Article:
FILM ALL PAGES momsonV latest Two long-awaited disks from The Doors -"Absolutely Live" and "The Doors' Greatest Hits" - reach record stores Tuesday. The latter, previously available only in Europe, will be released as an enhanced CD containing the "Ghost Song" video and interactive features. THE RECORD Monday October 14,1996 Entertainment and leisure every day Mil WD IS prime viewing Spelling's 'Heaven' a surprise G CO pG O CO 2 BP f t 5 V 3f Can you picture the meeting where producer Aaron Spelling known for his babe-laced series (from "Charlie's An gels" to "Melrose Place") pitched the "7th Heaven" concept? "No, it doesn't have women in Lycra or shirtless hunks. Affairs? Nope. It's got Stephen Collins, king of miniser-ies, but this time, he's a, well, minister who loves his wife and five kids. This functional family just wants to have a happy, productive life." The bigger surprise? "7th Heaven," airing at 8 p.m. Mondays on WBChannel 11, is pretty good. In fact, it's one of the few new shows to get glowing reviews this fall. Tonight's episode, "The Color of God," is an unusuai one about the aftermath of the burning of a smalltown black church. Eric, Collins' minister character, leams it's the church of his old seminary school pal (guest star Dorian Harewood), and that the arsonist has vowed to return to torch the adjoining house. Eric invites the minister's family to take shelter in his home. The younger kids hit it off right away. The teens are more leery of one another. "7th Heaven" can sometimes be overly earnest, and its image of family life is wishfully idyllic... Still, much rings true about this series. "7th Heaven" can sometimes be overly earnest, and its image of family life is wishfully idyllic. (Regular sit-down dinners, none of them microwaved.) Eric's wife, Annie (Catherine Hicks), is a tad too agreeable, and meticulously dressed, for a woman with a huge house and five kids to tend. Still, much rings true about this series, which deserves praise for tackling tough issues. It's also nice to see a married couple who are still in love, kids who get rambunctious but aren't terribly disrespectful and everybody getting dressed up for church on Sundays. Tuesday night (10 p.m., ABC), "NYPD Blue" finally has its fourth-season premiere. Among the doings: After the death of his older son, Andy Sipowicz (Dennis Franz) is obsessed about his baby's health. Bobby Simone (Jimmy Smits) gets more serious with Diane Russell (Kim Delaney), Greg Medavoy (Gordon Clapp) frets over a weight gain, and James Martinez (Nicholas Turturro) becomes entranced by a new office assistant. Some nice moments there, but, to me, the episode lacks the punch of other "Blue" season openers. And on Sunday, a loudly trumpeted swan song begins. "Danielle Steele's The Ring,' " a two-pa rter continuing at 9 p.m. the following night, marks the 20th, and final, Steele novel to be produced by NBC. NastasHja Kinski ("Tens") ploys Arinna von Gotthard, a woman who Is fiercely determined to find her family, from whom she was torn at the start of World War II. It's a typically Steole-y story, full of twists, turns, tragedy, and gorgeous peoplo. If you've enjoyed NBC's Steele franchise, It's quite a parting shot. You can call Virginia Rohan at 640-4280, (ax her at 846-4047, write her at Tha Record. 150 River St., Hackensack, N.J. 07601, or lend mall to her at ncwsroomborgen-record.com. TWT u eann her --or hfhTQ Chiara Mastroianni has Dad's looks, and a double dose of acting talent i By VIRGINIA ROHAN Staff Writer If you were the daughter of Catherine Deneuve, the legendarily beautiful French actress, you probably wouldn't want to keep hearing that you look just like your father. For Chiara Mastroianni, however, there is no shallow end of the gene pool. She is the offspring of Deneuve and renowned, ever-dashing Italian actor Marcello Mastroianni whom Chiara strongly resembles. "I did a deal with myself, that I have to put up with hearing that until I die," Chiara Mastroianni says with a laugh. "I'm used to it, and I guess I'm going to be used to it for the 50 years that are coming, so it's all right." On this recent day, the refreshingly candid 24-year-old Parisian actress is settled in an elegantly appointed restaurant in New York's Peninsula Hotel, on a promotional tour for her new film "Three Lives & Only One Death," which she made with her father. Press notes describe the film, directed by Chilean-born, Paris-based Raul Ruiz, as an "offbeat urban fairy tale' ... about "multiple personalities and social dissonance." Indeed, "Three Lives" is a subtitled adventure in surrealism, best enjoyed if one resists all attempts to make sense of it. "When you see this kind of movie, you have to allow your own imagination to fly away, and not to look for very realistic and credible things," Mastroianni says. "You have to ... just let yourself go. It's like a dream, like a fantasy." Her father, who's now 72, appears in all four of the movie's tales, playing four peculiar characters. Chiara Mastroianni appears in the third See CHIARA Page YT-2 'Toon boom animates their lives By BOB IVRY Staff Writer Like the cartoon characters they bring to the screen, Zac Moncrief and Mike Milo lead harried, madcap lives. The two North Jersey natives, both relocated to Southern California, direct original cartoon shorts making their premieres on the Cartoon Network. But that labor is only the tip of the iceberg for the talented young animators. "The animation industry is booming right now," says Milo, 31. "Everybody in the business is working two or three jobs." "There's five major outfits doing animated feature films, plus all the TV work," says Moncrief, 24. "It doesn't leave me much time for a life." In his sparse spare time, Moncrief, a 1989 graduate of Pascack Hills High School, created the story of "Godfrey & Zeek," two buddies a giraffe and a pig who accidentally flush away their most prized possession, the TV remote control, and retrieve it at the sewage treatment plant. The seven-minute cartoon airs at 9 p.m. Wednesday, 11 p.m. Saturday, and 3 p.m. Sunday. If viewer response is positive, Moncrief may be asked to develop the short into a series. "It takes most characters three or four shows to define themselves, even to their creators," Moncrief says. "I'd love to develop Godfrey and Zeek further." Moncrief was doing grunt work as an "in-betweener" for Turner Broadcasting when Hanna-Barbera, the preeminent TV cartoon company, bought his "Godfrey & Zeek" idea. An in-betweener, Moncrief explains, is an entry-level animator who does the most See ANIMATORS Page YT-7 day planner FAIRS Bcrgcnficld Street Festival, 9 a.m. to 9 p.m. 387-8300. ON LINE Actress Mcl Harris ("Something So Right"), 6 p.m., Prodigy. Jump: Chat. Actress Piper Laurie ("ER"), 7 p.m., AOL. Keyword: Oldsmobilo. TELEVISION "A Streetcar Named Desire," 6 p.m., AMC. Football, San Francisco vs. Green Boy, 9 p.m., ABC. advice Dear Abby, Ann Landers, and Jeane Dixon share their insights on getting through the day. ps 8 styles today After a slow start, the Jogbra has raced to a commanding lead In the world of sport fashion. pg3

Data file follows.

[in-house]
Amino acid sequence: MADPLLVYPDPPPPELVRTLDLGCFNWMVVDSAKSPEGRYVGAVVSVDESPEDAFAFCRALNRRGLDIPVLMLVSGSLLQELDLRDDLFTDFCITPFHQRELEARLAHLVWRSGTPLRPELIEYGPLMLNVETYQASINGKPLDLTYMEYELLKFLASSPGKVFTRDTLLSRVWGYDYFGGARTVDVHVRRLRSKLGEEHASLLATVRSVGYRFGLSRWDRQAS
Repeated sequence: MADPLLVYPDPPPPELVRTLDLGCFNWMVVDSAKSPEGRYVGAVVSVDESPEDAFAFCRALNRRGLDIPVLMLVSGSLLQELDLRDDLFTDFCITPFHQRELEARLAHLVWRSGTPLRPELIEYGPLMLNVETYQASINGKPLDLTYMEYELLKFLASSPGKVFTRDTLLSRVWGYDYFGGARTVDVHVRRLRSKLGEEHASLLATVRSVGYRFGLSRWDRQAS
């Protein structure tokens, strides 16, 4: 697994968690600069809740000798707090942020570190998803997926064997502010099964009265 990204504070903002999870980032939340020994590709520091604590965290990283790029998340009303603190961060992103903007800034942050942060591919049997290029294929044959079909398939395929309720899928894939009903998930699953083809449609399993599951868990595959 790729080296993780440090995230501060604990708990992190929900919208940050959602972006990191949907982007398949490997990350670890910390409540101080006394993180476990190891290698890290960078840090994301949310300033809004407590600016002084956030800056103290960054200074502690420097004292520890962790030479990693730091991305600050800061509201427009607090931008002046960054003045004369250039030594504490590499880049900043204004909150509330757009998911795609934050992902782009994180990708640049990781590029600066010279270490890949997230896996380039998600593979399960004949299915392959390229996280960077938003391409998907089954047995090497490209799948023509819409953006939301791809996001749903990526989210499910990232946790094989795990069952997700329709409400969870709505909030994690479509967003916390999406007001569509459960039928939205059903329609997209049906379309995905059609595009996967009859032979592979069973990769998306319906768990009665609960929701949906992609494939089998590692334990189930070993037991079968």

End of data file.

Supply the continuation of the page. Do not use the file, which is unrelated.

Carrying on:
What members have found on this page

Get access to Newspapers.com

  • The largest online newspaper archive
  • 18,700+ newspapers from the 1700s–2000s
  • Millions of additional pages added every month

Publisher Extra Newspapers

  • Exclusive licensed content from premium publishers like the The Record
  • Archives through last month
  • Continually updated

Try it free